In which the Catalyst make a discovery while pickpocketing.
The time is 1600 PM (what?) and the subject is leaving the building (the bank) and walking down the street.
The phone is connected to the encrypted messaging service of the Catalyst. It’s pretty snazzy – built off of the original open-source version of String.
The subject is walking past a large queue that goes into the bank (no encryption, no more digital banking, so everyone goes in person now).
M: Harry, do you read me?
I can read his message, if that’s what he means.
H: In position. And don’t call me Harry, Marty. M: Status of subject? H: Leaving the building. I’m making notes.
His name is Martin, by the way. That’s the guy who I met back at the café. Turns out the Catalyst was the real deal.
Now we’re pickpocketing. It’s like an old fashioned form of hacking. You might have heard of it. Far more dangerous, but in this case we need to do it so we can do the hacking later.
H: I see you, Celia...y. C: Subject sighted. You distract him, I take the target.
The twenty-third time that particular plan has been clarified to me, if anyone was wondering. I like to keep track of this sort of thing. For the important purpose of entertainment.
The subject is now walking down the street… towards me. I should stop loitering suspiciously.
I grab my fake bag containing my fake books and take a fake walk towards my fake destination that just happens to pass the real subject.
The subject is a police officer, too. Wearing civilian clothes, but we’ll still be just as screwed if we get caught.
There’s Celia. Okay. No eye contact or we’ll look suspicious, or at least seem connected.
It’s okay. I can do this. At least I’m not the one who actually has to do the pickpocketing. I’ve never been good at sleight of hand.
Four metres to subject.
Three. Okay, I have to make sure to look oblivious.
Two. Isn’t this trick too clichéd?
One. He’ll see right through us.
Impact with subject occurred shortly after 1400 hours, no, that’s not right, now I’m on the floor and so are the fake books and the real bag and the policeman is apologising but I should be apologising to draw more attention to me and away from her-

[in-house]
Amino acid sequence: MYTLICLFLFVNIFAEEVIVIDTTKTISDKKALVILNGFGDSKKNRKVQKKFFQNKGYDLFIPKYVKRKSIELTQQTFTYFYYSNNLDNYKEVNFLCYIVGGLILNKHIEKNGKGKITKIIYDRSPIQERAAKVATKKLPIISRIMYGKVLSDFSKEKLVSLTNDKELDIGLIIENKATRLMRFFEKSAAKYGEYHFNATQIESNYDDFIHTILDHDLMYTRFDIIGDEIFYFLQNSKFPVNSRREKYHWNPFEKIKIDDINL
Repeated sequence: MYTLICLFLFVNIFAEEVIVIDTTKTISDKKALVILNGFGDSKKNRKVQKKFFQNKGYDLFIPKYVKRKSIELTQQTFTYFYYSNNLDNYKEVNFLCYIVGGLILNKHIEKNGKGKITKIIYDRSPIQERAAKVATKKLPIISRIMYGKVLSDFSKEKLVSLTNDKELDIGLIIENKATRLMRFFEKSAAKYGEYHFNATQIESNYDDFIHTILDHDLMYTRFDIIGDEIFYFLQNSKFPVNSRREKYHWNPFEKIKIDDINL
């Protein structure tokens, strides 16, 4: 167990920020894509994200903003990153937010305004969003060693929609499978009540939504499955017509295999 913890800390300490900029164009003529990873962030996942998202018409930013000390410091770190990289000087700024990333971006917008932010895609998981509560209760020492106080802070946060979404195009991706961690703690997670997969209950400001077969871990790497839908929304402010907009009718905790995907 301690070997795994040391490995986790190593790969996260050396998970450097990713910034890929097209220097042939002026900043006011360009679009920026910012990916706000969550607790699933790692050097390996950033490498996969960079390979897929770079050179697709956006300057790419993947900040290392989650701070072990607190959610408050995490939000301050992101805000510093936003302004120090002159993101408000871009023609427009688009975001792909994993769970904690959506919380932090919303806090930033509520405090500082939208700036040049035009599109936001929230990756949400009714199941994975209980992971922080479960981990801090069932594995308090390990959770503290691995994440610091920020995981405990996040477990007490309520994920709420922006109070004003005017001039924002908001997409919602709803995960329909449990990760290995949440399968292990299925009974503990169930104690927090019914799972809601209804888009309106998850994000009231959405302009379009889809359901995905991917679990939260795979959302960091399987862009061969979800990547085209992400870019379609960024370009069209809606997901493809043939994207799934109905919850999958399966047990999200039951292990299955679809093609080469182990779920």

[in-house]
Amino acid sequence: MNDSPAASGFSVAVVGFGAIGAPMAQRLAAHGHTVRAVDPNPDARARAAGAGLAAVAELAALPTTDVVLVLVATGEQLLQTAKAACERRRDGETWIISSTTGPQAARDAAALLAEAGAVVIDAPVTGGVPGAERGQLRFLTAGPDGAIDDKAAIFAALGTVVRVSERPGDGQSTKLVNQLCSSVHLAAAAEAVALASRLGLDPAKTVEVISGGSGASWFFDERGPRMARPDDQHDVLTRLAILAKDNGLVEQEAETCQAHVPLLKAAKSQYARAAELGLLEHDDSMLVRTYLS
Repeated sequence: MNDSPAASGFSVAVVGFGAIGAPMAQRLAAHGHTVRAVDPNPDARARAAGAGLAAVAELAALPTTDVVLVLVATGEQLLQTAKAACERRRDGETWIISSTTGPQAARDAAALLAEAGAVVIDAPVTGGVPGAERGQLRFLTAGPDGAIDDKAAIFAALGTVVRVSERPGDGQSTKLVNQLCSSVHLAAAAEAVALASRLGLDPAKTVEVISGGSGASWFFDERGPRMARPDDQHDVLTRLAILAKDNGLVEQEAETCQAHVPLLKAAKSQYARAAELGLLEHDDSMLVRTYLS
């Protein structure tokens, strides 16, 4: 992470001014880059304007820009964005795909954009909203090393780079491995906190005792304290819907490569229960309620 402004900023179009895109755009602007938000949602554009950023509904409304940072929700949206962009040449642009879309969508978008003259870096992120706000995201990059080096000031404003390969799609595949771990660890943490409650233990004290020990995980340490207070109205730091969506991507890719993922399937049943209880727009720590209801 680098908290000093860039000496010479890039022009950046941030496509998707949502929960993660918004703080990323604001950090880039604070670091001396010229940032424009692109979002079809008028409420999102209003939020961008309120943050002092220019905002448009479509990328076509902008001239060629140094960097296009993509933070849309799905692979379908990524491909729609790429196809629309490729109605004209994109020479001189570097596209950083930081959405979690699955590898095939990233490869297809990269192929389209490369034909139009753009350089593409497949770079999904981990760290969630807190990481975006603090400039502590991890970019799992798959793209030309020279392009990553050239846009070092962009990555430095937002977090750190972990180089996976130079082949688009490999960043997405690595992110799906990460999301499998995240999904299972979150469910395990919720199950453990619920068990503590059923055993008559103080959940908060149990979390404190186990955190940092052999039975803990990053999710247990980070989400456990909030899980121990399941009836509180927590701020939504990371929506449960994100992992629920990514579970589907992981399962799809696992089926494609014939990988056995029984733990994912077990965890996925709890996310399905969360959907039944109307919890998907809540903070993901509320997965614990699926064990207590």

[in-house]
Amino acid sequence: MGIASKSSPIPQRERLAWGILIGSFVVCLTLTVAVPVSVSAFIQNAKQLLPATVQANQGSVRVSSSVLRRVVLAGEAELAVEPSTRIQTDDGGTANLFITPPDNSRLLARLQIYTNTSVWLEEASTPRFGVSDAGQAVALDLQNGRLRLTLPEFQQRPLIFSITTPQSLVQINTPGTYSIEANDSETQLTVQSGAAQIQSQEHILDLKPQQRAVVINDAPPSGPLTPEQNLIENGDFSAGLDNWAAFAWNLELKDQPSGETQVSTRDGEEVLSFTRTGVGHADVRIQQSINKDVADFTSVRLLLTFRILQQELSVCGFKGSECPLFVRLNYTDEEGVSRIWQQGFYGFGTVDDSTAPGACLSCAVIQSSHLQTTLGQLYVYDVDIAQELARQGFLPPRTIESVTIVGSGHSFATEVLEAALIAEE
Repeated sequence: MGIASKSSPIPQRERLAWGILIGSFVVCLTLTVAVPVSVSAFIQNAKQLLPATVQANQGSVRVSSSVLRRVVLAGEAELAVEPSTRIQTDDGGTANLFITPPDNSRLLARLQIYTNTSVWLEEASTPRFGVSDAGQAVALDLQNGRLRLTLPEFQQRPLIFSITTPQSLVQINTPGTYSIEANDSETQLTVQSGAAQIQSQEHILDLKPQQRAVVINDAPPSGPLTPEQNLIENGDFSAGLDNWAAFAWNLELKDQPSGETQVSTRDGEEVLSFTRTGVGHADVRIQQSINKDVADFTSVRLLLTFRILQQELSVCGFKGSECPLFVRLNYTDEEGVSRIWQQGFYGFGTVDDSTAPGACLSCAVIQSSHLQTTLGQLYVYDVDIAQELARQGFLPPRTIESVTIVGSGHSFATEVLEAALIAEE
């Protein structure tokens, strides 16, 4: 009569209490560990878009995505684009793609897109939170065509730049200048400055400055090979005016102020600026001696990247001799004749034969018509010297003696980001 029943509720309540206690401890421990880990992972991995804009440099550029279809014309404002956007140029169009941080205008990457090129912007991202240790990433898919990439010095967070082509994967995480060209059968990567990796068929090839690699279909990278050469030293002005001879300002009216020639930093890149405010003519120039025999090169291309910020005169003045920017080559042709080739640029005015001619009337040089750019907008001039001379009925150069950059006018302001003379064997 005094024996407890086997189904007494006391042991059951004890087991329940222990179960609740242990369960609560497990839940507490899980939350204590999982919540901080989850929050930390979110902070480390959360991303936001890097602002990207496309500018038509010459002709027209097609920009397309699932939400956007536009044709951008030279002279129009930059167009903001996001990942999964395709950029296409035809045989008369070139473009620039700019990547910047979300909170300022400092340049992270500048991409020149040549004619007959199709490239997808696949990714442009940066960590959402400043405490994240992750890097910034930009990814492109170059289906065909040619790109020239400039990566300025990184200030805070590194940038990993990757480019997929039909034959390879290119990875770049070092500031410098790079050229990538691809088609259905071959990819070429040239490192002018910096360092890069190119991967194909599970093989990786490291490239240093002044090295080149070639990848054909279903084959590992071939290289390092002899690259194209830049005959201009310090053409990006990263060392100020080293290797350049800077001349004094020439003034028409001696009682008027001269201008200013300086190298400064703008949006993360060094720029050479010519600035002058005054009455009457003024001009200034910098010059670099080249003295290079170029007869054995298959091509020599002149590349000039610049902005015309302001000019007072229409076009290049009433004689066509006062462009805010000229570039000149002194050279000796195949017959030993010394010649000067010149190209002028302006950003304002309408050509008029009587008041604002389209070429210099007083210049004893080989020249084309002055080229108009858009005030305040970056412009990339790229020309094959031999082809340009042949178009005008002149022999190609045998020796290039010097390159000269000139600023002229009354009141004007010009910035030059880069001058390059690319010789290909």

I stand up. I thank the police officer. I take my fake bag. I keep on walking.
I turn the corner, catch up with Celia.
“Did you get it? ‘Cos I don’t think we could get away with that again.”
She smiles and waves the policeman’s phone at me. Now that’s a relief. (Because we relieved him of his phone. I think that sounded funnier in my head.)
M: Mission report? H: Complete success. M: Now for the fun part.
We head back to my flat, which is a convenient distance away from the incident. Martin’s there.
“You sure it’s safe for us to meet here? Won’t they track the phone?” I enquire.
“I’ve already disabled internet and location services,” reassures Celia.
“We’ll wipe it, just in case,” adds Martin.
“Can’t we just hack the police? We can hack anyone now that there’s no encryption, can’t we?”
“This is a lot faster,” explains Martin, “Besides, the police might still be using encryption.”
“How? The ruling declared that all forms of encryption were illegal, and that governmental forces weren’t exempt.”
“They’re still going to want to be encrypted, and chances of anyone finding out are pretty low.”
“We’re pretty sure GCHQ is still encrypted,” adds Celia, “We have a couple of contacts abroad, and nothing’s shown up on WikiLeaks.”
“Abroad? You can access WikiLeaks here in the UK, can’t you?”
“That’s what the government wants you to think. We’ve proven that they’re censoring parts of the internet. Chances are any leak would never be seen by British citizens.”
“Damn. They really screwed this up.”
Martin picks up the phone, grabs a cable, and plugs it into his tough, battered laptop.
“Let’s focus on getting into this. We’ll get everything we can off of it and then hand it back in at a police station before anyone gets suspicious.”
“Fortunately, since there’s no more encryption, mobile devices are trivial to break into,” smiles Celia.
Martin waves the unlocked phone at us. It’s showing a notes page.
“Notes, huh? What’ve we got?”
“Things to investigate, apparently… I wonder how much progress he made?”
Just three entries. Three names, in fact. Richard Webb, Stephen Rylan, and Jim Laming.